Researchers trace source of cocaine-driven TB outbreak

Feb 23, 2011
Fiona Brinkman

(PhysOrg.com) -- Simon Fraser University researchers are the first to combine the latest techniques of whole bacterial genome analysis with social networking surveys to track down the puzzling origins of a tuberculosis (TB) outbreak in a B.C. community.

The researchers, led by SFU microbiology professor Fiona Brinkman, worked with the BC Centre for Disease Control (BCCDC). They applied the latest methods in gene-sequencing analysis to obtain maps of the complete genetic codes of the genomes from 36 sufferers in the affected community. They also sequenced bacteria from a former TB outbreak in the area to see if it had mutated.

Even though conventional fingerprinting showed the bacteria all had the same , the full genome analysis uncovered a previously hidden layer of – about 200 locations in a genome of four million “letters” that distinguished the different samples from each other.

Researchers then produced a “family tree” of the two TB strains, showing which samples were related. By combining that information with the social network surveys the BCCDC had collected from infected individuals, they could determine each TB strain’s path through the community.

“Thanks to this combination of social-network surveys and genomics, we were able for the first time to link a TB outbreak with an increase in crack cocaine use within a community,” says Brinkman. The researchers were also able to identify several infected individuals who were “super spreaders” – giving the disease to many others.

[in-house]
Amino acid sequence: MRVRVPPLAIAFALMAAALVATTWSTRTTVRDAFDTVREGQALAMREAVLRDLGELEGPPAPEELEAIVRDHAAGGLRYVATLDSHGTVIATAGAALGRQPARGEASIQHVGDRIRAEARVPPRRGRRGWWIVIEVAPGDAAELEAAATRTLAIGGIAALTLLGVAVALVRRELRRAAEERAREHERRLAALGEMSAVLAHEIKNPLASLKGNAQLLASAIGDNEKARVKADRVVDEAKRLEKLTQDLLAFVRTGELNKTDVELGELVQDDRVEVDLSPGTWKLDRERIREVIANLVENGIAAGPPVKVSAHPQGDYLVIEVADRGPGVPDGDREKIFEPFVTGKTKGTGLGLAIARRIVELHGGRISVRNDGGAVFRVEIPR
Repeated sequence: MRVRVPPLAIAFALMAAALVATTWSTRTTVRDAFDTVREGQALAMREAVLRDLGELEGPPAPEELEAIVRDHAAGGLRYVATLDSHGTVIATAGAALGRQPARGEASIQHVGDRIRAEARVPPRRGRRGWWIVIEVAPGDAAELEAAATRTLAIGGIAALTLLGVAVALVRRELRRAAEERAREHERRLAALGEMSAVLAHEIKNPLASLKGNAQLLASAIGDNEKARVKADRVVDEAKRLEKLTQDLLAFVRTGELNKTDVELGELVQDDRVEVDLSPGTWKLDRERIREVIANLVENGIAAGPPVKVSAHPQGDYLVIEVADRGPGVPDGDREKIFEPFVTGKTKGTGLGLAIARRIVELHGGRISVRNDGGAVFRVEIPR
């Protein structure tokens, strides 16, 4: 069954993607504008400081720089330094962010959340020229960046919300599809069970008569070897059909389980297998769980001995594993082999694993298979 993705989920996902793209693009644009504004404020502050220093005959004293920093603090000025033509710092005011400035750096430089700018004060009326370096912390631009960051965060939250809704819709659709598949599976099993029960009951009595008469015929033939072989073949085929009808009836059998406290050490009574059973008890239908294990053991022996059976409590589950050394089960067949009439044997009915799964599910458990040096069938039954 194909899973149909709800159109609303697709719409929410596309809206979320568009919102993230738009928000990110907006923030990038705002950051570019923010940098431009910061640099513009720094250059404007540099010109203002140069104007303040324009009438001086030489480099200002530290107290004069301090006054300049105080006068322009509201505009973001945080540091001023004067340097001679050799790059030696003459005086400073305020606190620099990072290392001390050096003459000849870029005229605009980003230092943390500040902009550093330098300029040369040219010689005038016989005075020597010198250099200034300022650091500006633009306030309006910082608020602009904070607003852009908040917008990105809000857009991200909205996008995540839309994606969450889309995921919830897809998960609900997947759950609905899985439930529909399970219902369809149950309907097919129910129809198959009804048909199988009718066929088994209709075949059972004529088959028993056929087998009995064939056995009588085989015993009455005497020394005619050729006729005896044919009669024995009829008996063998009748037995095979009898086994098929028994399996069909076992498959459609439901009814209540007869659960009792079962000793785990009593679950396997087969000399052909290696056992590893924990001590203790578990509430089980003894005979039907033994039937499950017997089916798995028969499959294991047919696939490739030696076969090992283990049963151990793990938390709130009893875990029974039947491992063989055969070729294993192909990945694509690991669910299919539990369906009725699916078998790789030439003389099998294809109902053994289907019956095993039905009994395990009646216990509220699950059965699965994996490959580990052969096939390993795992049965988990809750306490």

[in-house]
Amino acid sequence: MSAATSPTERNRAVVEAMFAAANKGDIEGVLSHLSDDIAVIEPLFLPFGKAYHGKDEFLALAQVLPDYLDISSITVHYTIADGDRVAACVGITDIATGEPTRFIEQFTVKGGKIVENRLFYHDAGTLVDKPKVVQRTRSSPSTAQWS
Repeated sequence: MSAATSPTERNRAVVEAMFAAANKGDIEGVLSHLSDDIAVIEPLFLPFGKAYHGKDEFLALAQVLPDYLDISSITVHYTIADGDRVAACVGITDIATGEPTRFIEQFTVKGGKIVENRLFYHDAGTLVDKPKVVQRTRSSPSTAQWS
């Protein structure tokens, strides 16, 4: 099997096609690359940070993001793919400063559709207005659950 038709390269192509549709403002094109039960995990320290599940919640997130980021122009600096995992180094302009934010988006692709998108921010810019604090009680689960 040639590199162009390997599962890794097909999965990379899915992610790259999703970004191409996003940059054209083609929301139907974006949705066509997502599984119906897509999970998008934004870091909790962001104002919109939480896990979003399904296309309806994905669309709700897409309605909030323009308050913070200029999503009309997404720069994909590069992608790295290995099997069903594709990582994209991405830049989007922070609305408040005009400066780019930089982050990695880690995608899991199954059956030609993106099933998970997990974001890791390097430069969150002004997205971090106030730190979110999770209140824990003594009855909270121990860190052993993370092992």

“It used to cost millions of dollars to sequence one full genome like this, but now it's much cheaper, more like hundreds of dollars,” says Brinkman, who has a generous grant from SFU’s Community Trust Endowment Fund to develop these computer-based methods for analyzing genome sequences. She’s hoping the new computational tools that her team is developing will soon be able to find answers within a few weeks or less, leading to better control measures.

More information about Brinkman’s research will be published in the New England Journal of Medicine on Feb. 24.

Explore further: Research shows that bacteria survive longer in contact lens cleaning solution than thought

More information: www.nejm.org/

Provided by Simon Fraser University

5 /5 (3 votes)

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xznofile
not rated yet Feb 23, 2011
I lived in Bolivia for awhile. TB is pretty common there & is said to be spread through dust from the Altiplano. I can imagine how TB could easily get into cocaine from there. probably parts of Peru & Chile too.

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